Friday 30 September 2016

'Shut up, Allah' - Irish-Muslim schoolboy reveals abuse by teacher

David Kearns

Published 22/02/2016 | 10:44

A woman prays in a mosque
A woman prays in a mosque

A young Irish Muslim had a glass bottle flung at her as she waited for a bus, while another was told by his religion teacher to “Shut up, Allah”. These are just a handful of accounts included in a new study calling for tougher laws to tackle Islamophobia in Ireland.

  • Go To

Muslims living in this country continued to suffer both physical and verbally abuse, as well as widespread discrimination, according to the Immigrant Council of Ireland, who have released a highlighting the experiences of Ireland’s 65,000 Muslim residents.

Among the more shocking examples of abuse included in the report is the account of Irish-born Rabia, who walking to the Luas stop on Abbey Street when a man shouted at her “Go back to your own country!! You muzzie!”

Read More: Violent clashes at launch of Irish branch of Pegida

The man then flung a glass bottle at her, which smashed directly in front of her.

“That is the worst experience I ever had... Thank God I wasn’t ahead ‘cos it would have hit me. I just kind of looked at him... I was so confused.”

Another Irish Muslim spoke of an attack shortly after September 11, 2001.

“I was in a car with friends, so one of them, the one who was driving, [has] long beard, he was originally from Algeria, and there were a group of youngsters aged between 18 and 20s and once they saw him on the front seat they shout ‘terrorist!!’ and they come bang  the car, smash the front screen and they run away.”

Read More: Will migration crisis find a leader who understands what leadership is?

He continued: “I was with friend of mine on public transport at the time when Bin Laden was killed they just basically attacked us for being Muslim and for wearing scarf.

“We were in hospital, myself and my friend that day [as a result of the assault]. I was there till about 4 am and my friend was there overnight because she had to be monitored, because she was really hurt, her head and stuff… [the perpetrators] said: ‘Are you upset because Bin Laden died? Was he your dad? Stuff like that. So it was, you know, clearly because who we were.”

The study on Islamophobia shows also includes evidence, says the Immigrant Council, of racism by teachers, Gardaí, and members of the media.

A young female student complained nothing was done after a classmate asked her: “Is it true your dad is a terrorist?”

Another pupil added: “Yeah, Muslim Arabs are terrorists.”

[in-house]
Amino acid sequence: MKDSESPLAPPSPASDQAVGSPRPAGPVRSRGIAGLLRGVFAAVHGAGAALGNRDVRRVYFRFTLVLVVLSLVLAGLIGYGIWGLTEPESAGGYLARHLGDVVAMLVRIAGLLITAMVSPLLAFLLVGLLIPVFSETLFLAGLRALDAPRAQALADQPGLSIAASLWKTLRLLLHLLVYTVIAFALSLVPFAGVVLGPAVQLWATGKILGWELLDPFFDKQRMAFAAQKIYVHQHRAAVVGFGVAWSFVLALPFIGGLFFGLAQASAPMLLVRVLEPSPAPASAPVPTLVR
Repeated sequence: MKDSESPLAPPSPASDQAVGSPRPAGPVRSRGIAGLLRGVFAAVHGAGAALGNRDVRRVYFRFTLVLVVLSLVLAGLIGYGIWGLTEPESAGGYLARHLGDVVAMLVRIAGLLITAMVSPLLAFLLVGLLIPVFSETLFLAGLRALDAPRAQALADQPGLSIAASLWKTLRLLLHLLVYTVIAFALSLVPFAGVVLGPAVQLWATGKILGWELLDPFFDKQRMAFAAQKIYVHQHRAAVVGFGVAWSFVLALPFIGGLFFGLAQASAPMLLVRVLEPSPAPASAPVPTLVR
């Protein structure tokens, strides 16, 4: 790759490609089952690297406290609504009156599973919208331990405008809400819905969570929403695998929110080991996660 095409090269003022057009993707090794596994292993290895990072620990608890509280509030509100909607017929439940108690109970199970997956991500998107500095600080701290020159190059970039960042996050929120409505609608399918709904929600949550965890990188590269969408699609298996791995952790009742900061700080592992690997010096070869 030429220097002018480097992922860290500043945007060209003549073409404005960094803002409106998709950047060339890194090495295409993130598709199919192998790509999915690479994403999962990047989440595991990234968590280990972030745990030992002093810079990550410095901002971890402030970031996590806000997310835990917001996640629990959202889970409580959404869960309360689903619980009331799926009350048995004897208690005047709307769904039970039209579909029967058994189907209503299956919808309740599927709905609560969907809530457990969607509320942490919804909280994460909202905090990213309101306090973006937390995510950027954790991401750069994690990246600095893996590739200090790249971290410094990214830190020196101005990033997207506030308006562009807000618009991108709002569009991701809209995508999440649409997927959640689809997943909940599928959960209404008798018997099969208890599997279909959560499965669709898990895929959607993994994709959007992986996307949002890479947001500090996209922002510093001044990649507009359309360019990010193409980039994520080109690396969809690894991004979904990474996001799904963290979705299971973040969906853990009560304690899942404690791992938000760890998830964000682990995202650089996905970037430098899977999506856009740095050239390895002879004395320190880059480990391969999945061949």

Read More: 'I don't want to be treated by someone in a hijab' - Patient refuses care from two Muslim doctors

In one school incident, a teacher told a female student wearing a hijab to “take that stupid thing off your head”, while at a different school a boy in sixth class was told to “Shut up, Allah” when he challenged his teacher over comments she was making about Islam during a religion class.

In one Dublin university a number of lecturers were reported as “blatantly racist” by Muslims students, with one allegedly that a lecturer repeatedly refused to correctly grade his paper because he was Muslim.

The report says that Ireland’s education system is effectively “segregationist” because of its “problematic” enrolment policy.

Other participants in the study said they faced great difficulties enrolling their children in school, given the Catholic patronage of most primary schools in Ireland.

Read More: Rise in xenophobia 'threat to our health service'

The report goes on to detail incidents of attacks on mosques, private property and individuals. 

The Immigrant Council of Ireland says the research highlighted the need for legislation to combat hate crimes and discrimination.

Chief Executive Brian Killoran said:“There are sections of this study which will be uncomfortable to read in terms of the experiences of hatred, discrimination and racism. 

"[Its] recommendations are wide-ranging and will require change in almost every area of official policy not just for lawmakers, but for schools, employers, the Gardaí and many others including civil society organisations such as the Immigrant Council.”

Online Editors

Read More

Promoted articles

Editor's Choice

Also in Irish News